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1 Eidgenössisches Departement für Umwelt, erkehr, Energie und Kommunikation UEK Bundesamt für Energie BFE Konferenzbericht th European Photovoltaic Solar Energy Conference and Exhibition Amsterdam S:\Administration\EU_Konferenz\29th_Europ_Konferenz_Amsterdam 2014\Zusammenfassung Bericht\Bericht 29. EUPSEC Amsterdam 2014.docx

2 Auftraggeber: Bundesamt für Energie BFE Forschungsprogramm Photovoltaik CH-3003 Bern Auftragnehmer: NET Nowak Energie und Technologie AG Waldweg 8 CH-1717 St.Ursen BFE-Bereichsleiter: Dr. Stefan Oberholzer BFE-Programmleiter: Dr. Stefan Nowak BFE-ertrags- und Projektnummer: SI/ / SI/ Für den Inhalt und die Schlussfolgerungen sind ausschliesslich die Autoren dieses Berichts verantwortlich.

3 Die 29 th European Photovoltaic Solar Energy Conference and Exhibition aus Schweizer Sicht Inhaltsverzeichnis S. Nowak, T. Biel Übersicht... 4 J.-W. Schüttauf, E. Moulin, A. Faes, H.-Y. Li, F. Meillaud and C. Ballif Thin-film silicon and crystalline silicon solar cells... 9 A.N.Tiwari II - I compound thin film solar cells T. Friesen, M. Marzoli, A. irtuani, R. Rudel P module performance, testing, qualification and certification BIP Building Integrated P U. Muntwyler P Inverters and Electrical System Technology F. Baumgartner P systems and grid integration R. Itten, R. Frischknecht Environmental aspects of P components and systems P. Hüsser Global aspects T. Biel Ausstellung Anhang - Liste der Beiträge mit Schweizer Beteiligung /51

4 Die 29. Europäische Photovoltaikkonferenz in Amsterdam Übersicht S. Nowak, T. Biel Programmleitung Photovoltaik BFE NET Nowak Energie & Technologie AG Waldweg 8, CH-1717 St. Ursen Tel. +41 (0) , Fax +41 (0) Allgemeines Die 29. Europäische Photovoltaikkonferenz (EU PSEC) war ein weiterer Photovoltaik Grossanlass. Insgesamt nahmen rund eingeschriebene Teilnehmer aus 76 Ländern (siehe Fig. 1) an der diesjährigen Konferenz teil, was jedoch einen weiteren Rückgang von etwa 20% gegenüber dem orjahr entspricht. Dennoch hat sich der Besuch der EU PSEC seit Jahren als idealer Ort etabliert, um sich über die neuesten Trends in Technologie und Markt zu informieren, Kontakte zu knüpfen, Geschäfte einzufädeln oder an den zahlreichen projektbezogenen Treffen teilzunehmen. Fig. 1: Übersicht der Konferenzteilnehmer nach Herkunftsländern Innerhalb der Konferenzteilnehmer hatte etwa die Hälfte einen wissenschaftlichen Hintergrund während die andere Hälfte grösstenteils aus ertretern der Industrie aber auch aus dem Finanz-, ersicherungs- und Dienstleistungsbereich sowie weiteren angrenzenden Beschäftigungsfeldern bestand. Eine kurze Übersicht hierzu findet sich in der folgenden Grafik: 4/51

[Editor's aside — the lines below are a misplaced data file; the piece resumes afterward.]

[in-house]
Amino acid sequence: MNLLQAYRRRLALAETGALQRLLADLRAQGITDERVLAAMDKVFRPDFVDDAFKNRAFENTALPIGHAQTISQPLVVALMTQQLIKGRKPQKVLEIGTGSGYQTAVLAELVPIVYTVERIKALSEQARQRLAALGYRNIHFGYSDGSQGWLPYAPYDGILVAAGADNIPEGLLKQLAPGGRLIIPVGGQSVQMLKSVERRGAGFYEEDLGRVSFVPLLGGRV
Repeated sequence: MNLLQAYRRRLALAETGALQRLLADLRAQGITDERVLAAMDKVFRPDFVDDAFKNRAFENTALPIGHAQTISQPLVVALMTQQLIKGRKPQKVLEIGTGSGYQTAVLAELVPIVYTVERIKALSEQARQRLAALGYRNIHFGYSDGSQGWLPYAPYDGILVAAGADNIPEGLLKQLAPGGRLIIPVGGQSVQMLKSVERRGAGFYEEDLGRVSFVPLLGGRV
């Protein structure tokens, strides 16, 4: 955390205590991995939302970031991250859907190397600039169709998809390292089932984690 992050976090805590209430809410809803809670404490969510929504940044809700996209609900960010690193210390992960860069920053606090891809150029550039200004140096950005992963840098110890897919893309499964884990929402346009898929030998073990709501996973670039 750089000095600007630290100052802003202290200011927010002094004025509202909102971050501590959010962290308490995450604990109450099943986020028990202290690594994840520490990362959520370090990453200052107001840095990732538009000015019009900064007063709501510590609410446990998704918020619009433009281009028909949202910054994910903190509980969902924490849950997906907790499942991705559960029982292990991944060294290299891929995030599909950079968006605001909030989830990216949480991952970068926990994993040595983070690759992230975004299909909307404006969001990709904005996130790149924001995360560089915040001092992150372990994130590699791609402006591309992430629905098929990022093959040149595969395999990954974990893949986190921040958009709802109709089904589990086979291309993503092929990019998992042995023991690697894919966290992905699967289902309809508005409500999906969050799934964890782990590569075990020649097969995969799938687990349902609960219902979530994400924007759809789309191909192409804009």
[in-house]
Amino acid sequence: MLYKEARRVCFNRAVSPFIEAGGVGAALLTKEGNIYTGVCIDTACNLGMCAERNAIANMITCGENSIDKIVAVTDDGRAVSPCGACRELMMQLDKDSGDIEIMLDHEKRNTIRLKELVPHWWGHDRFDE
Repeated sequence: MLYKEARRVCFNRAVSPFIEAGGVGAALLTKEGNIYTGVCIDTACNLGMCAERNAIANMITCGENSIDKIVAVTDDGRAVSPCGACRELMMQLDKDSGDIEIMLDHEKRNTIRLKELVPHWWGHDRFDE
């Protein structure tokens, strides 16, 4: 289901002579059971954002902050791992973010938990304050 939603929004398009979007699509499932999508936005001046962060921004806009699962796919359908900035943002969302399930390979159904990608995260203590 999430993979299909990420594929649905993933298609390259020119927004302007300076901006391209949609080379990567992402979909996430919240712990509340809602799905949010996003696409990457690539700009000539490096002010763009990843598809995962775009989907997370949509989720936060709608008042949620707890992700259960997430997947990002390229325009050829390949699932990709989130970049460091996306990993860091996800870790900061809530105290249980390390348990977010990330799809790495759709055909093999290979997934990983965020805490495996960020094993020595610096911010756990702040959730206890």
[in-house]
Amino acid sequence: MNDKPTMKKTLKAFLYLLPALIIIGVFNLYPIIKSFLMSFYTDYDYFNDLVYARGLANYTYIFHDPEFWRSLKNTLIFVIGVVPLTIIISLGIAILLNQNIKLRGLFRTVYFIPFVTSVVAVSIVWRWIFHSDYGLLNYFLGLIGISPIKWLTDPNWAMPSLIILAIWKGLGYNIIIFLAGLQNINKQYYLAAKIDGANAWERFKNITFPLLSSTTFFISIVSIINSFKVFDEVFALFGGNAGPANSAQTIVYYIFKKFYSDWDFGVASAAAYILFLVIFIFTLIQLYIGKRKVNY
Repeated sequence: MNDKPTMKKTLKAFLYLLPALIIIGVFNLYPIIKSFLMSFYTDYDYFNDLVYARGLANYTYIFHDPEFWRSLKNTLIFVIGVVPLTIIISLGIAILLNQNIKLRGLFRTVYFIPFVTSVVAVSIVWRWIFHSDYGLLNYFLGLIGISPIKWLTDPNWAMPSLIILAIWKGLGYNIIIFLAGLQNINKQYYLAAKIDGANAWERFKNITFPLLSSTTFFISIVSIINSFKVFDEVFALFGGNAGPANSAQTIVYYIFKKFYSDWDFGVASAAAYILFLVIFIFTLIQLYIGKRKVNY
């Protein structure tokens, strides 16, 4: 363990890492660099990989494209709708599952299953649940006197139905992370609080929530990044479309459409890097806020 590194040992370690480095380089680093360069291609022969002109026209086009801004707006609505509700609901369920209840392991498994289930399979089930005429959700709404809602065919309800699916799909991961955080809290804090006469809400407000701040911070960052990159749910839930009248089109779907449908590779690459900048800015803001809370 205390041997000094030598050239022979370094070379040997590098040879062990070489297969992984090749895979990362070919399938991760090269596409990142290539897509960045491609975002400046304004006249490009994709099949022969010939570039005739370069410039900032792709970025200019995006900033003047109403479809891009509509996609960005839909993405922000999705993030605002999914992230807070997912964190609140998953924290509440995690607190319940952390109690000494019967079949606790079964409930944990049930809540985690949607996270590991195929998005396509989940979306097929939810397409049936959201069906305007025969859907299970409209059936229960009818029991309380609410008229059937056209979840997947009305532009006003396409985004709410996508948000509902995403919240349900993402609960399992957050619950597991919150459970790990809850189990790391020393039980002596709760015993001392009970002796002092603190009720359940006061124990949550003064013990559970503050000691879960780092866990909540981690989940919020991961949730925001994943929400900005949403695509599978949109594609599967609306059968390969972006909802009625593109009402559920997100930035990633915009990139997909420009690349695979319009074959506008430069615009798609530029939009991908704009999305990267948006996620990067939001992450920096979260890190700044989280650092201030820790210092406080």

5 Fig. 2: Übersicht zu Hintergrund der Konferenzteilnehmer Insgesamt gab es ca Konferenzbeiträge, davon wurden rund 300 mündlich präsentiert. Abgerundet wurde die wissenschaftlich-technologische Konferenz durch diesmal 8 Begleitveranstaltungen mit insgesamt 100 Beiträgen. Innerhalb dieser 8 Begleitveranstaltungen wurden folgende 3 eranstaltungen durch IEA-PPS organisiert und stiessen auf reges Interesse der Konferenzteilnehmer. Self-consumption Business Models - Technical and Economic Challenges jointly with IEA International Energy Agency PPS Task 1 / Task 14 P Performance Analysis and Module Reliability jointly with IEA International Energy Agency PPS Task 13 P Life Cycle Management & Recycling jointly with IEA International Energy Agency PPS Task 12 Die begleitende Industrieausstellung ist gegenüber dem orjahr nochmals deutlich geschrumpft, was anhand der Entwicklungen vor allem innerhalb der europäischen P Branche im Jahr 2014 auch zu erwarten war. Mit dem Becquerel-Preis wurde in Amsterdam Dr. Stefan Glunz ausgezeichnet und damit seine Pioniertätigkeit in der Entwicklung von hocheffizienten auf siliziumbasierten Solarzellen gewürdigt. 5/51